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Breach of contract claimed for nearly $4 million still due

| Nov 29, 2014 | Business Litigation |

For one reason or another, construction contracts in North Carolina and elsewhere often fail to be completed as written. During the course of an extended contract involving a substantial construction project, various disagreements can arise regarding the contract’s intent. Breach of contract is thus a relatively common allegation that arises when two parties to a construction contract do not agree on some aspect of performance under the agreement.

A recent example involves a nearly $4 million argument between a construction company and a regional energy provider. The contractor brought a lawsuit in a state court claiming the energy company owed the final balance due on their construction contract. The agreement allegedly required the contractor to install chilled water, steam and hot water systems according to the energy company’s specifications. The company agreed to pay the contractor the sum of $8,870,970 for the total job.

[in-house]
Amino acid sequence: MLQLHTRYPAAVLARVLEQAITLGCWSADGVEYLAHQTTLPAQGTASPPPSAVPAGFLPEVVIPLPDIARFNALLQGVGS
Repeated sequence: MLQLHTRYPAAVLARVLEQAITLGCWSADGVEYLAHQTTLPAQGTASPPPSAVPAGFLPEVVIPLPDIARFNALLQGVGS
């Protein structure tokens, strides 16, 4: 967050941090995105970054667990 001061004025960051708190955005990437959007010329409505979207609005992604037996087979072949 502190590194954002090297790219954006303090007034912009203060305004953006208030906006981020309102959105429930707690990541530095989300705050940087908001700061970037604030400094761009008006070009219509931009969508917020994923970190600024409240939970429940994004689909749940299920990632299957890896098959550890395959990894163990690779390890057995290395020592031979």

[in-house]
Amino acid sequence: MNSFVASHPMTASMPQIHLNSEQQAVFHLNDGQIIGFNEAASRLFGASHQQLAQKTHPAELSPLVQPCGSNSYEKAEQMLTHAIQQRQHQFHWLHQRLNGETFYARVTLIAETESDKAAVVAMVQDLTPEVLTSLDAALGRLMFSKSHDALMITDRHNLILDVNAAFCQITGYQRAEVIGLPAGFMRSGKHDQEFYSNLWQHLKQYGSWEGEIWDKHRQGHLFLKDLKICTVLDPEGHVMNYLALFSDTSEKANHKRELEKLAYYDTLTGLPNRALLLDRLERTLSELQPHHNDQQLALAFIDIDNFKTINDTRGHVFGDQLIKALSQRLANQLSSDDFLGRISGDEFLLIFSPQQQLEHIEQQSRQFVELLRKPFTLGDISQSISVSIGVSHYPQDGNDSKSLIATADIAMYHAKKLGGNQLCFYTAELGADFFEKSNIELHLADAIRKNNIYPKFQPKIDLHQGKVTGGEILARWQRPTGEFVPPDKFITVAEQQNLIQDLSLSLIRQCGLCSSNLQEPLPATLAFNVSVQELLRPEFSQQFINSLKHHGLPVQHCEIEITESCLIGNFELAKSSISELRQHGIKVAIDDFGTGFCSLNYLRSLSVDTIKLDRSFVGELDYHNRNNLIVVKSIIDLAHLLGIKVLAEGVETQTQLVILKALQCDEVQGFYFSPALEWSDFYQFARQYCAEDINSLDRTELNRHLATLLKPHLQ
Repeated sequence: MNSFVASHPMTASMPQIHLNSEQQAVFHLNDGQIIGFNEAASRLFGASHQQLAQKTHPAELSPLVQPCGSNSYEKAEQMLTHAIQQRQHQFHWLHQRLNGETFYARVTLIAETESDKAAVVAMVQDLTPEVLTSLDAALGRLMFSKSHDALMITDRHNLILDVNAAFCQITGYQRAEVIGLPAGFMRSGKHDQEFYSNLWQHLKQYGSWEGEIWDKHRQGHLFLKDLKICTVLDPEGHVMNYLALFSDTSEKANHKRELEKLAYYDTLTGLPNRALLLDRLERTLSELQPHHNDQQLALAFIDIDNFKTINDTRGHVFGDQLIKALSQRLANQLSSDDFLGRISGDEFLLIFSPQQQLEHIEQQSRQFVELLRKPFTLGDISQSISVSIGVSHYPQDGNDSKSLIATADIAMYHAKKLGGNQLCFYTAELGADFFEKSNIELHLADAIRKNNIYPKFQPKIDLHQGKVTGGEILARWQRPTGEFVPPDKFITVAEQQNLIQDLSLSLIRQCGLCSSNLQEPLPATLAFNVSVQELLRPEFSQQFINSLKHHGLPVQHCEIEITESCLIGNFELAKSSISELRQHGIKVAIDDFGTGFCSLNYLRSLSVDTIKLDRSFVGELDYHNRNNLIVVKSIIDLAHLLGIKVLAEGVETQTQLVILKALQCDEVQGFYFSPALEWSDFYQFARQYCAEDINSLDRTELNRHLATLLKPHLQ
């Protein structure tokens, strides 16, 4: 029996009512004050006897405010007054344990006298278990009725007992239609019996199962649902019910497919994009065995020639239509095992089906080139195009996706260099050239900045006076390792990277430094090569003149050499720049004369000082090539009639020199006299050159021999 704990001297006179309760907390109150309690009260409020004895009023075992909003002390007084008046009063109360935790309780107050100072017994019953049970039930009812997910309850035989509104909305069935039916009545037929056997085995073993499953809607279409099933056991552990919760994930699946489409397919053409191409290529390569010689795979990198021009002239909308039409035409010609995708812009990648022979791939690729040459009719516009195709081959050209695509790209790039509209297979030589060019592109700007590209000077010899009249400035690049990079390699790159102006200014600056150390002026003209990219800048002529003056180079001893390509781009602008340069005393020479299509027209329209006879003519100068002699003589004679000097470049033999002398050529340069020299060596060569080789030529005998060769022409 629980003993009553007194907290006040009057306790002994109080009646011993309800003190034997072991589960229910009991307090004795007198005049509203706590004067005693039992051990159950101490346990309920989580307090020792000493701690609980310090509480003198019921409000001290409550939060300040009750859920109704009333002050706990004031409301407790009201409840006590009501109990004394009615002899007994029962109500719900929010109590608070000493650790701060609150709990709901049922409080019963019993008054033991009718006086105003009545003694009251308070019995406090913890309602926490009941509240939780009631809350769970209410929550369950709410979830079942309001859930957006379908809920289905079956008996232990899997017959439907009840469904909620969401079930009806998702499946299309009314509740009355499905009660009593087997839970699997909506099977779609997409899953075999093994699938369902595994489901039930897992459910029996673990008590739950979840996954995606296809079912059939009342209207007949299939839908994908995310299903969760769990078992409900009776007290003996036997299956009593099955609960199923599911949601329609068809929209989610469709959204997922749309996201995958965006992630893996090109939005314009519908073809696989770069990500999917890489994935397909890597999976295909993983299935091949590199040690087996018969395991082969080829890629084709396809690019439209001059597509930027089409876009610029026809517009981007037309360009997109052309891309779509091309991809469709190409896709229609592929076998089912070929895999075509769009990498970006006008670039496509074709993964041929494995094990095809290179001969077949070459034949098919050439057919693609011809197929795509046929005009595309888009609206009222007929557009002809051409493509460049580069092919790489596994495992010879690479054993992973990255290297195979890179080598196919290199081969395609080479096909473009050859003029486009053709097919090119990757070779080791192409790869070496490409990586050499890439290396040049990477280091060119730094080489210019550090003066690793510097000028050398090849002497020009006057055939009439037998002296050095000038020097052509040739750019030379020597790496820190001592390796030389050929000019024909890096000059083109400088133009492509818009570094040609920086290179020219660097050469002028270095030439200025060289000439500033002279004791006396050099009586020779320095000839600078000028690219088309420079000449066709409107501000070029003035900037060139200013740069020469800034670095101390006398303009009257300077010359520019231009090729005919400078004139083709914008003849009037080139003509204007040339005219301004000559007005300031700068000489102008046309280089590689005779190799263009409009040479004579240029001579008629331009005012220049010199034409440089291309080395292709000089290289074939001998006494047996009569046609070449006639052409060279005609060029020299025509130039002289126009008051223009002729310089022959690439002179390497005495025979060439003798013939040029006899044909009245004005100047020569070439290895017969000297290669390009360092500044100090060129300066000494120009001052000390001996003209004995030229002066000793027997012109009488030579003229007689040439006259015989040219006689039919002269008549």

However, it’s alleged in the lawsuit that the energy company raised various unjustified disputes and failed to make final payment of the remaining balance of $3,921,637.99. The contractor claims that it finished all of the work as of July. There were alleged disputes onsite between the contractor and the thermal engineers for the energy company. The contractor alleges that the engineers provided flawed design specifications that turned out to be incorrect.

It’s typical in North Carolina for construction contracts to provide for partial payments as the work progresses. Generally, at the end of each specified phase of work, payment is made after the work is inspected and approved. Sometimes, that party will stall in making the final payment due. That might be because of a legitimate dispute, or it could simply be due to the desire to control the cash flow until the last possible moment. In the latter event, the party failing to make payment may be sued for breach of contract and compelled to pay the balance, along with interest, costs, and legal fees as may be provided in the written agreement or by law.

Source: The Louisiana Record, “Boh Bros. files breach of contract claim against Entergy for nearly $4 million“, Max Schramel, Nov. 24, 2014

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